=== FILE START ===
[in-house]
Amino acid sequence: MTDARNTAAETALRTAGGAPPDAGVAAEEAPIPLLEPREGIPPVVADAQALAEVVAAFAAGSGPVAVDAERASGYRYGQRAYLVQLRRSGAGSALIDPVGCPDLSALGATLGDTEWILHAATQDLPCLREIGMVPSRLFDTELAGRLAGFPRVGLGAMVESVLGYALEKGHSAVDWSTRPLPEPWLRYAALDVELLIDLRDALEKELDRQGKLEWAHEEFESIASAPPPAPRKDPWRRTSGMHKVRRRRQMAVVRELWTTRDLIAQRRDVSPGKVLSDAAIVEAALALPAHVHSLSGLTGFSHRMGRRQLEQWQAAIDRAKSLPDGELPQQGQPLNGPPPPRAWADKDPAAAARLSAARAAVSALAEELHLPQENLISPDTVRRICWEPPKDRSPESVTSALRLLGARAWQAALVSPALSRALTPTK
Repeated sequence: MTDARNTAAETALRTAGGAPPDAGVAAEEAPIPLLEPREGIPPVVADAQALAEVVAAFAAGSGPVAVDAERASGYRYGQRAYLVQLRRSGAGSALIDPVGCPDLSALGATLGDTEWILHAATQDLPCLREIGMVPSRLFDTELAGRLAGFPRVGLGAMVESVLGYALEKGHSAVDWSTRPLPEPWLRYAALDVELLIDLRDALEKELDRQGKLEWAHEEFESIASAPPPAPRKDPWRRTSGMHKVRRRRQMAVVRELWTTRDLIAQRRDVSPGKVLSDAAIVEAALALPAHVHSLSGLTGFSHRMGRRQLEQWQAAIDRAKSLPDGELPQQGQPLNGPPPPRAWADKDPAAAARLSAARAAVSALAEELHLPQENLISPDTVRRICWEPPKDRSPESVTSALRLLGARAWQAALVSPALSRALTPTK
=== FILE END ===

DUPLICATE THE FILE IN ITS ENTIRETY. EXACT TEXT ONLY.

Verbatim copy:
[in-house]
Amino acid sequence: MTDARNTAAETALRTAGGAPPDAGVAAEEAPIPLLEPREGIPPVVADAQALAEVVAAFAAGSGPVAVDAERASGYRYGQRAYLVQLRRSGAGSALIDPVGCPDLSALGATLGDTEWILHAATQDLPCLREIGMVPSRLFDTELAGRLAGFPRVGLGAMVESVLGYALEKGHSAVDWSTRPLPEPWLRYAALDVELLIDLRDALEKELDRQGKLEWAHEEFESIASAPPPAPRKDPWRRTSGMHKVRRRRQMAVVRELWTTRDLIAQRRDVSPGKVLSDAAIVEAALALPAHVHSLSGLTGFSHRMGRRQLEQWQAAIDRAKSLPDGELPQQGQPLNGPPPPRAWADKDPAAAARLSAARAAVSALAEELHLPQENLISPDTVRRICWEPPKDRSPESVTSALRLLGARAWQAALVSPALSRALTPTK
Repeated sequence: MTDARNTAAETALRTAGGAPPDAGVAAEEAPIPLLEPREGIPPVVADAQALAEVVAAFAAGSGPVAVDAERASGYRYGQRAYLVQLRRSGAGSALIDPVGCPDLSALGATLGDTEWILHAATQDLPCLREIGMVPSRLFDTELAGRLAGFPRVGLGAMVESVLGYALEKGHSAVDWSTRPLPEPWLRYAALDVELLIDLRDALEKELDRQGKLEWAHEEFESIASAPPPAPRKDPWRRTSGMHKVRRRRQMAVVRELWTTRDLIAQRRDVSPGKVLSDAAIVEAALALPAHVHSLSGLTGFSHRMGRRQLEQWQAAIDRAKSLPDGELPQQGQPLNGPPPPRAWADKDPAAAARLSAARAAVSALAEELHLPQENLISPDTVRRICWEPPKDRSPESVTSALRLLGARAWQAALVSPALSRALTPTK